Abdominal wall surgery
Abdominal wall surgery is voluntary (elective) surgery that improves the appearance of flabby, stretched-out abdominal muscles and skin. Such surgery is often called a "tummy tuck." It is a different procedure than liposuction.
Cosmetic repair of the abdomen can help improve appearance, especially after massive weight gain and loss. Abdominoplasty can help flatten the lower abdomen and tighten stretched skin.
The surgery is done in a hospital's operating room. You will receive general anesthesia, so you will be deep asleep and pain-free during the procedure. The surgeon will make a cut across the abdomen, just above the pubic area. Excessive fatty tissue and loose skin are removed from the middle and lower sections of the abdomen. The abdominal muscles may be tightened.
Stitches are used to close the surgical cut. Excess skin and fat can also be removed from the arms and legs.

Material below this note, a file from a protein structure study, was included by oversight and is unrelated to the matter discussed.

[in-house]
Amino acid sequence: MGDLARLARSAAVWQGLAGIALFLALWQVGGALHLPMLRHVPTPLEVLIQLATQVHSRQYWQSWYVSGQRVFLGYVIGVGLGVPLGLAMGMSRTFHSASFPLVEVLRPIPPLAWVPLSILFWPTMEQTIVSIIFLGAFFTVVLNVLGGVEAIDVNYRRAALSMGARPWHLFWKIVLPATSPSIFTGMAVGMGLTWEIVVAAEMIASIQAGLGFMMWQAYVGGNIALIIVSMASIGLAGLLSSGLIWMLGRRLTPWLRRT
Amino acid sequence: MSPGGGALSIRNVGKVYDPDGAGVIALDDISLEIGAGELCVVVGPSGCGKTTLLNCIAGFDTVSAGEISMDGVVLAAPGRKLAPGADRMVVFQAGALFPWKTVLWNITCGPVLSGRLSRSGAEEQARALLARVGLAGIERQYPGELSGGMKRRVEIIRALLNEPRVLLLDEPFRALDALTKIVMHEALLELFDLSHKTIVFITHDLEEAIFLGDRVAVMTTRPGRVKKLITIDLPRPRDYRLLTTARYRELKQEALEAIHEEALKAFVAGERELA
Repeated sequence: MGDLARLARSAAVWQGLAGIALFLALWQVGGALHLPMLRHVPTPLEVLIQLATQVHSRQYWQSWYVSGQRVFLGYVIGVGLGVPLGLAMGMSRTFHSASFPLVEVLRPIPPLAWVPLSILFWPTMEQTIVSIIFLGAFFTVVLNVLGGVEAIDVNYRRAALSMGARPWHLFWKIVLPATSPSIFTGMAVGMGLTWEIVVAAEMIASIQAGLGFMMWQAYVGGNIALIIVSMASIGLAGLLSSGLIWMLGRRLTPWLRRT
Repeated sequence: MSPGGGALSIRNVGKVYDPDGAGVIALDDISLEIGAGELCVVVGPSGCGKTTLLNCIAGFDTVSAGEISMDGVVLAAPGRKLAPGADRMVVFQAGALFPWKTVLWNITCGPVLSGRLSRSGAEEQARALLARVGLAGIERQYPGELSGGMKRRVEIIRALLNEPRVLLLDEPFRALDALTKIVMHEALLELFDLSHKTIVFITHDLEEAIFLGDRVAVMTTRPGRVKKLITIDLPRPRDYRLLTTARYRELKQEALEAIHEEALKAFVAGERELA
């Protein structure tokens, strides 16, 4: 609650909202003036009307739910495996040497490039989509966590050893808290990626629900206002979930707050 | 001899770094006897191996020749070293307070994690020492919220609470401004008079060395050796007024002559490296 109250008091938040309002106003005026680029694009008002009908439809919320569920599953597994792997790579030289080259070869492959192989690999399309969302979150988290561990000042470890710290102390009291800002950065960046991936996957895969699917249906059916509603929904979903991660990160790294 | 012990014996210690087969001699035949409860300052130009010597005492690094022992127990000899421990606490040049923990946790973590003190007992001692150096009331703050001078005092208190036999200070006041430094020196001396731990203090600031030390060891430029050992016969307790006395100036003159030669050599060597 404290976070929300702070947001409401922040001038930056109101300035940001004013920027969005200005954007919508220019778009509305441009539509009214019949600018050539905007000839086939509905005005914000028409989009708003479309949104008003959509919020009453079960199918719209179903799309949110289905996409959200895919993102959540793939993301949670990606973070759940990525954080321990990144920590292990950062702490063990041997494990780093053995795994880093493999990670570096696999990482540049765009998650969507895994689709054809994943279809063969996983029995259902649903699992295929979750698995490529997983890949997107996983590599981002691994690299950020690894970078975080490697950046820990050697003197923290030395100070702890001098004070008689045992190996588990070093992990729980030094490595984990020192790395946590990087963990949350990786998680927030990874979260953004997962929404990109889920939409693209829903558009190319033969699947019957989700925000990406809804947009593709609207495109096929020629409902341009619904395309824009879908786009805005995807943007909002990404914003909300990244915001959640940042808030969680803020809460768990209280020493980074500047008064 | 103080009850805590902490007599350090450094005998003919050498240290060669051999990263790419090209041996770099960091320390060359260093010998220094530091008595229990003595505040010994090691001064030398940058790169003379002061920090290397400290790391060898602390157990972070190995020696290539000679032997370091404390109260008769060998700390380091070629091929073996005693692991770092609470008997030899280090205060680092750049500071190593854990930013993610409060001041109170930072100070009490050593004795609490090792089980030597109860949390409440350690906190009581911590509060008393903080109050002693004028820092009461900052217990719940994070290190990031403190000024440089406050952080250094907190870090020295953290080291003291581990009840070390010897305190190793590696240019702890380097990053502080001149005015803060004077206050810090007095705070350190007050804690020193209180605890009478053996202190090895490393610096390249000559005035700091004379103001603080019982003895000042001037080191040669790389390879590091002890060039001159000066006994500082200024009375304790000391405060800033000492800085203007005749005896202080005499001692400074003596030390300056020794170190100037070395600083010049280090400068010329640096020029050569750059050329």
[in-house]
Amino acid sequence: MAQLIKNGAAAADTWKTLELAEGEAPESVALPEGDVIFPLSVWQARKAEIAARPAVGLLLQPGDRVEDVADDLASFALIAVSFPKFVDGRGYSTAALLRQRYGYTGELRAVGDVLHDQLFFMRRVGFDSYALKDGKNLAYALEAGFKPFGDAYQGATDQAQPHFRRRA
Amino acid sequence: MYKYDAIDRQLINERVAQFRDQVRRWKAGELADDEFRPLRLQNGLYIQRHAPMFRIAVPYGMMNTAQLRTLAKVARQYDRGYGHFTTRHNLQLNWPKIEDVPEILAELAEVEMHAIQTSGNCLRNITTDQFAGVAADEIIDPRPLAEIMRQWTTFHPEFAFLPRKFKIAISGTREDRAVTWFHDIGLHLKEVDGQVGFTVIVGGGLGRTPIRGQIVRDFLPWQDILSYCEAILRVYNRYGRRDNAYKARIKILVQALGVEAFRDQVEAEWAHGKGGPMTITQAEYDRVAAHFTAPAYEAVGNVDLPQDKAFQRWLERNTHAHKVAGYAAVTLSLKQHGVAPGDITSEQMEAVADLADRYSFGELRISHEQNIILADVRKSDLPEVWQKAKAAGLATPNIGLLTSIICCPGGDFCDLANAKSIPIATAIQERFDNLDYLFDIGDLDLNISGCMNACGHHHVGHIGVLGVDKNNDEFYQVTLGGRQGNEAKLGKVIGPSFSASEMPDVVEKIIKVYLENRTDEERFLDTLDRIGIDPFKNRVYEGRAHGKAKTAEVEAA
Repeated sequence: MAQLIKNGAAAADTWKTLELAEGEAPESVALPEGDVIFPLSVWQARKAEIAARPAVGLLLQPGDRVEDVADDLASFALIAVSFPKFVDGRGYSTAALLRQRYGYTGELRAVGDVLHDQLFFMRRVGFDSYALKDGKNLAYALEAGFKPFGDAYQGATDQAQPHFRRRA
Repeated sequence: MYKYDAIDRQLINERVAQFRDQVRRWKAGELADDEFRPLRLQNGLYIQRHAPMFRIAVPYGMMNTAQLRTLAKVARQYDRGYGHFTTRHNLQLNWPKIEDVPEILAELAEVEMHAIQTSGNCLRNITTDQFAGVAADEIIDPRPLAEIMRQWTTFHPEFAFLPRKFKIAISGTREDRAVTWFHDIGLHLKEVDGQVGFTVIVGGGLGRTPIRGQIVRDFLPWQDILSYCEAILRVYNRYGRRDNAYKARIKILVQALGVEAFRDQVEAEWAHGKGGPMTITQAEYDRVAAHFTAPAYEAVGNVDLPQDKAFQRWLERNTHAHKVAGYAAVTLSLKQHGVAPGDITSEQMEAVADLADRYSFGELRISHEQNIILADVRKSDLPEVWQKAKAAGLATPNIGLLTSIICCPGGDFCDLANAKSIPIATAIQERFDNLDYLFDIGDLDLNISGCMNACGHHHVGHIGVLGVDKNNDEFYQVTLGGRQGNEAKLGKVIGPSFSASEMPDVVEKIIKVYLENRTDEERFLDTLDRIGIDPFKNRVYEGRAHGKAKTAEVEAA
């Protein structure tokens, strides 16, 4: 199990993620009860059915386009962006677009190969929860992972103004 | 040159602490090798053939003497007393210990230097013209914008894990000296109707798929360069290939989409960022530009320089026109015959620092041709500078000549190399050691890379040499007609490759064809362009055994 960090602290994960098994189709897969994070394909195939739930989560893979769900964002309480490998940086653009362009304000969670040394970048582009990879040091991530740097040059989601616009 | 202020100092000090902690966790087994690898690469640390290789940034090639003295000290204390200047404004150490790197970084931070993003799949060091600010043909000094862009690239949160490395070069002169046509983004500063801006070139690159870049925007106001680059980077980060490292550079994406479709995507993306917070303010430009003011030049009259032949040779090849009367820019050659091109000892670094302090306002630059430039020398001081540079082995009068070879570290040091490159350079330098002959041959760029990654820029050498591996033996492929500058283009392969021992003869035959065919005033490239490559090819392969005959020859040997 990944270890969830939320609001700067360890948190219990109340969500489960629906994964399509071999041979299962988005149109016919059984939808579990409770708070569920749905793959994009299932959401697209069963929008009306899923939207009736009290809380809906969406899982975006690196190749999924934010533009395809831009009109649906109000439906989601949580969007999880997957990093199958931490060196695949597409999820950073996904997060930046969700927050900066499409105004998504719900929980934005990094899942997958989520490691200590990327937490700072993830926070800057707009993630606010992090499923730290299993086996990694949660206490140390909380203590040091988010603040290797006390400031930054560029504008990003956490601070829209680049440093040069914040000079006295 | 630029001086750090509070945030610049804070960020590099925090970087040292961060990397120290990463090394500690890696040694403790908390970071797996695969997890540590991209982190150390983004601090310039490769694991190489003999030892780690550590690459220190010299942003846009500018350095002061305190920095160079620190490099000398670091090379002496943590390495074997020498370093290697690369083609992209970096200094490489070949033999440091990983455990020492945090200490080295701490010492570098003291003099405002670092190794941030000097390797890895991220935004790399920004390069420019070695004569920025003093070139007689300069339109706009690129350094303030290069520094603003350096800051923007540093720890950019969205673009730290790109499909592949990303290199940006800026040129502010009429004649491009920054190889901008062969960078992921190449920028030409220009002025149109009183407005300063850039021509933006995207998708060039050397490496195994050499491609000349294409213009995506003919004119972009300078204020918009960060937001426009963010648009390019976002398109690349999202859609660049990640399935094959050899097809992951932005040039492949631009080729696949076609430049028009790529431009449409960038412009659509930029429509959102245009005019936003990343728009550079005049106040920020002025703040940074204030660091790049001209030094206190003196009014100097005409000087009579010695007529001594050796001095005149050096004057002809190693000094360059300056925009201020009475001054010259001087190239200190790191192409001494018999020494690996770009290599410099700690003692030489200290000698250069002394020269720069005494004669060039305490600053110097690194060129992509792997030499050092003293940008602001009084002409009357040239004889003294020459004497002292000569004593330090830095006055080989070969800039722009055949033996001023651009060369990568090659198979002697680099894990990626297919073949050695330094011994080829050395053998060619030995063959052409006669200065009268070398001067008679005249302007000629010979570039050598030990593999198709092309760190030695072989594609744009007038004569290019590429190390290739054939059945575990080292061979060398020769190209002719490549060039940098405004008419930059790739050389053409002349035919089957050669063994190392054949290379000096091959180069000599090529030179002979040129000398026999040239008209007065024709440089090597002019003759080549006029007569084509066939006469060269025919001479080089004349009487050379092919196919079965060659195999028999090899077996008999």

Small flat tubes (drains) may be inserted to allow fluid to drain out of the surgical cuts. A firm elastic dressing is applied to the abdomen.
Abdominoplasty can be helpful when:
- Diet and exercise have not corrected severe muscle weakness, for instance, after multiple pregnancies
- Skin and muscle cannot regain its normal tone, which can occur with obesity
Abdominoplasty is not used as a substitute for weight reduction.
The risks of bleeding and infection are present for all surgeries. Additional risks of blood clots and infection also exist.
You will feel some pain and discomfort for several days after surgery, which can be managed with pain medications. Resting with the legs and hips bent may reduce pressure on the abdomen during the recommended 1 - 3 day hospital stay.
An elastic support similar to a girdle, worn for 2 - 3 weeks, provides extra abdominal support while healing. Strenuous activity and straining should be avoided for 4 weeks.
The scars will become lighter in color and flatter during the next 3 - 6 months.
Townsend CM, Beauchamp RD, Evers BM, Mattox KL. Sabiston Textbook of Surgery, 17th ed. St. Louis, M0: WB Saunders; 2004.
Reviewed By: Robert A. Cowles, MD, Assistant Professor of Surgery, Columbia University College of Physicians and Surgeons, New York, NY. Review provided by VeriMed Healthcare Network.